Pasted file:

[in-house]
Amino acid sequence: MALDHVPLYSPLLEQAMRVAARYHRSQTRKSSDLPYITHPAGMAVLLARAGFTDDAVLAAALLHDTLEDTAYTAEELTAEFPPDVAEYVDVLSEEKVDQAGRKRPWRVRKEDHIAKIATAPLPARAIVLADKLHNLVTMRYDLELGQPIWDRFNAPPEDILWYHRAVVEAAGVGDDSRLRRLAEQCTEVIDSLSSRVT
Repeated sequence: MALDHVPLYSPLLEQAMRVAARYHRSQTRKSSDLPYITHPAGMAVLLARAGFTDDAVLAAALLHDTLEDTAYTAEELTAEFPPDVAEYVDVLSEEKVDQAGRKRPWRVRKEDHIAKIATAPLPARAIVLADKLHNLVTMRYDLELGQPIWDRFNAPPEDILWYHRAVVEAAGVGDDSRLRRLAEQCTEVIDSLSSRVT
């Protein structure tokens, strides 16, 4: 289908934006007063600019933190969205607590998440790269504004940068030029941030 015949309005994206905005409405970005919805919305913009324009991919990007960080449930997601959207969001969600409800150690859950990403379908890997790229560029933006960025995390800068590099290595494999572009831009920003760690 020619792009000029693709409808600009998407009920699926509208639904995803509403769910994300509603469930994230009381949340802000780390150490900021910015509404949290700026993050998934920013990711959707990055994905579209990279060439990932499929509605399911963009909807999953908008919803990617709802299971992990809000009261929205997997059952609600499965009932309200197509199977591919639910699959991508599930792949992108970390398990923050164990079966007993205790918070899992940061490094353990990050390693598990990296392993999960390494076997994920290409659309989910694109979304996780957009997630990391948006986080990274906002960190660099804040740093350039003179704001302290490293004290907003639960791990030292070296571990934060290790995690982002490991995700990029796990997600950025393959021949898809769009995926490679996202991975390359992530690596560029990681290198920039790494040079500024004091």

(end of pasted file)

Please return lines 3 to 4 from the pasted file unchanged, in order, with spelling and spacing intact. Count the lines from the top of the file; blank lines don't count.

Repeated sequence: MALDHVPLYSPLLEQAMRVAARYHRSQTRKSSDLPYITHPAGMAVLLARAGFTDDAVLAAALLHDTLEDTAYTAEELTAEFPPDVAEYVDVLSEEKVDQAGRKRPWRVRKEDHIAKIATAPLPARAIVLADKLHNLVTMRYDLELGQPIWDRFNAPPEDILWYHRAVVEAAGVGDDSRLRRLAEQCTEVIDSLSSRVT
């Protein structure tokens, strides 16, 4: 289908934006007063600019933190969205607590998440790269504004940068030029941030 015949309005994206905005409405970005919805919305913009324009991919990007960080449930997601959207969001969600409800150690859950990403379908890997790229560029933006960025995390800068590099290595494999572009831009920003760690 020619792009000029693709409808600009998407009920699926509208639904995803509403769910994300509603469930994230009381949340802000780390150490900021910015509404949290700026993050998934920013990711959707990055994905579209990279060439990932499929509605399911963009909807999953908008919803990617709802299971992990809000009261929205997997059952609600499965009932309200197509199977591919639910699959991508599930792949992108970390398990923050164990079966007993205790918070899992940061490094353990990050390693598990990296392993999960390494076997994920290409659309989910694109979304996780957009997630990391948006986080990274906002960190660099804040740093350039003179704001302290490293004290907003639960791990030292070296571990934060290790995690982002490991995700990029796990997600950025393959021949898809769009995926490679996202991975390359992530690596560029990681290198920039790494040079500024004091």